A two-envelope assessment approach has mainly been adopted in the tendering of public works consultancies. Tenderers are required to submit a technical proposal and a fee proposal at the same time. Works departments will first give a score to the technical proposal and then the fee proposal. Afterwards, a combined score will be calculated based on the weighting stipulated in the tender documents. Normally, the tenderer with the highest combined score will be awarded the consultancy. During the assessment of technical proposals, works departments will examine the consultants' job experience, understanding of the projects, proposed manpower inputs, past performance, etc. During the assessment of fee proposals, works departments will, based on the estimated consultancy fee compiled before the tendering exercise, examine whether the consultants' tender prices are reasonable and review whether they are consistent with the proposed manpower inputs. The aforesaid procedures can effectively ensure the consultancy fee is reasonable and cost-effective, and the consultants' manpower resources are sufficient to provide relevant consultancy services.
     In taking forward the works projects, works departments may request consultants as necessary to undertake additional services according to the latest development of the projects. For example, in response to the suggestions raised by stakeholders during the public consultation stage, consultants need to modify the engineering designs and conduct additional impact assessments. The addition services can usually be completed within the sum reserved in the projects. So far, there were only a few cases whereby the consultancy fee had exceeded the project estimates due to additional services.
(2) and (3) In the past three years, no matter the value of a public works project is over or below $50 million, if it is necessary to employ consultants to assist in the implementation of such projects, the consultancy fee generally accounts for about two to three per cent of the overall project cost, which is similar to the ratio of consultancy fee of public works projects elsewhere in the world. Nevertheless, for works projects of small scale and less complexity, works departments can normally implement the projects using their in-house manpower resources, thereby avoiding the employment of consultants. If a works project involves an environmental impact assessment, the expenditure of such assessment generally accounts for about five to 10 per cent of the overall consultancy fee.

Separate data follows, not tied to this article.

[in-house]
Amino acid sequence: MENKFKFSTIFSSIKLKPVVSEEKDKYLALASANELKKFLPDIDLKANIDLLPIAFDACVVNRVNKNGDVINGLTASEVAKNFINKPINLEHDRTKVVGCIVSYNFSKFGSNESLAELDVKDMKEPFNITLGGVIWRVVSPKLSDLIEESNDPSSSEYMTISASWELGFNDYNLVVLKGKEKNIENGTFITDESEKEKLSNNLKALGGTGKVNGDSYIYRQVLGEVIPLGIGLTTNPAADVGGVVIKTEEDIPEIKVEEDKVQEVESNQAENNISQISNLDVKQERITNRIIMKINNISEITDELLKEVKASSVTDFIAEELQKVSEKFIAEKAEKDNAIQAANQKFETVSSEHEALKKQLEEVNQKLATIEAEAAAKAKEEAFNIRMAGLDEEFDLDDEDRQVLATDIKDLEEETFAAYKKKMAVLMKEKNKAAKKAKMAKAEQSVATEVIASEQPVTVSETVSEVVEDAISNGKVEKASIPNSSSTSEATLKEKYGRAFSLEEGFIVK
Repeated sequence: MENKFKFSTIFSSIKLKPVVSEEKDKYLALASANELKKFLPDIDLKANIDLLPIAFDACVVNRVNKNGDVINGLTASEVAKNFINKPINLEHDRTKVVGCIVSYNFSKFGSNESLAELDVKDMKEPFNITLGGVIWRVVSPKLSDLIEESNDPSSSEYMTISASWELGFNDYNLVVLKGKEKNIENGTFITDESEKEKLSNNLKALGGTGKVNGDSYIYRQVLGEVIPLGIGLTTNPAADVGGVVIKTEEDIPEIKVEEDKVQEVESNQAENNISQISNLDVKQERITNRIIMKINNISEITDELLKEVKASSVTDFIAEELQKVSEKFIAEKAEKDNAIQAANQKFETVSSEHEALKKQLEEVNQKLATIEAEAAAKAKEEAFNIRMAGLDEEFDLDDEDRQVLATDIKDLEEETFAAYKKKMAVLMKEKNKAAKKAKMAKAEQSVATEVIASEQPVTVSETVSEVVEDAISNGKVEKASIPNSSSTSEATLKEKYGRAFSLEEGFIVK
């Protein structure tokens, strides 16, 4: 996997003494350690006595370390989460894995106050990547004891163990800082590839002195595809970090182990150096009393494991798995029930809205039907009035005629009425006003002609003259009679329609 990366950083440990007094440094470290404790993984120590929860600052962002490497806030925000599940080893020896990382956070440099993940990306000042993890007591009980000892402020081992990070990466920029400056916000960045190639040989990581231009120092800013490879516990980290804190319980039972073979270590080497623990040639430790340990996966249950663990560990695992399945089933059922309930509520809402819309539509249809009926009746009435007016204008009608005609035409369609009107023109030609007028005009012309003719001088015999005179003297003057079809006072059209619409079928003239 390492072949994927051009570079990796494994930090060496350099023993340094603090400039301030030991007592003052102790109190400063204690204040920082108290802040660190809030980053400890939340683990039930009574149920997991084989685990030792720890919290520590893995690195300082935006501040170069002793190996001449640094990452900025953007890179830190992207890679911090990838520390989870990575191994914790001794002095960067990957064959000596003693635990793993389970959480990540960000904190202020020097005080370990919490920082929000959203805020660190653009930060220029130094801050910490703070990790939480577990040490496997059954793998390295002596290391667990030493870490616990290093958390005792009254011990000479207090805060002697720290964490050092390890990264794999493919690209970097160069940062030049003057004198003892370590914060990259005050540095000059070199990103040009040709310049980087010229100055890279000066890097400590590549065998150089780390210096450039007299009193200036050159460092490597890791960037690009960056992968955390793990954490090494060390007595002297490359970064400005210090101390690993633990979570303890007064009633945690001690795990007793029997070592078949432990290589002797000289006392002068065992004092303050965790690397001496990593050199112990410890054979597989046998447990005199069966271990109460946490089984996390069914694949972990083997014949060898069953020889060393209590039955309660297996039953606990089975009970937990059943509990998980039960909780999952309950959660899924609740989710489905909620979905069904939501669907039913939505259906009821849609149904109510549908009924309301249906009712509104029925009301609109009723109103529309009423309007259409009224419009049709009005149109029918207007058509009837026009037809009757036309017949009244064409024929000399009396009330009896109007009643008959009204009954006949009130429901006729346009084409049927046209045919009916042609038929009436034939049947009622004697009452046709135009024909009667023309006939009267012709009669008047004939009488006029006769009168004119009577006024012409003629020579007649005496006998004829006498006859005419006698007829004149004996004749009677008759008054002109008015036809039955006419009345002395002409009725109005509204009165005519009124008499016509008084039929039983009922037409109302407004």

There are different types of public works consultancies. The Engineering and Associated Consultants Selection Board is responsible for approving consultancies related to civil infrastructure, drainage and sewerage, electrical and mechanical works, environment, geotechnical works and slopes, roads, town planning, traffic and transport, and waterworks. The Architectural and Associated Consultants Selection Board is responsible for approving consultancies related to architectural services, building services, building surveying, landscape architectural services, quantity surveying and structural engineering. In the past three years, there were 244 and 59 public works consultancies approved by the Engineering and Associated Consultants Selection Board and the Architectural and Associated Consultants Selection Board respectively, which were awarded to 17 and 25 consultants. The list of consultants is shown at Appendix.
(4) There is an established control regime governing the taking up of post-service outside work by civil servants in the Government with an aim to ensuring that civil servants who have left the Government will not take up any work outside the Government which may constitute real or potential conflict of interest with their former government duties during the control period. In general, if retired civil servants would like to take up post-service outside work during the control period, they are required to apply for prior permission from the relevant authority. Since we have not conducted any survey on the employment of retired civil servants by consultants, we are unable to provide the relevant statistics.
Ends/Wednesday, March 20, 2024
Issued at HKT 15:40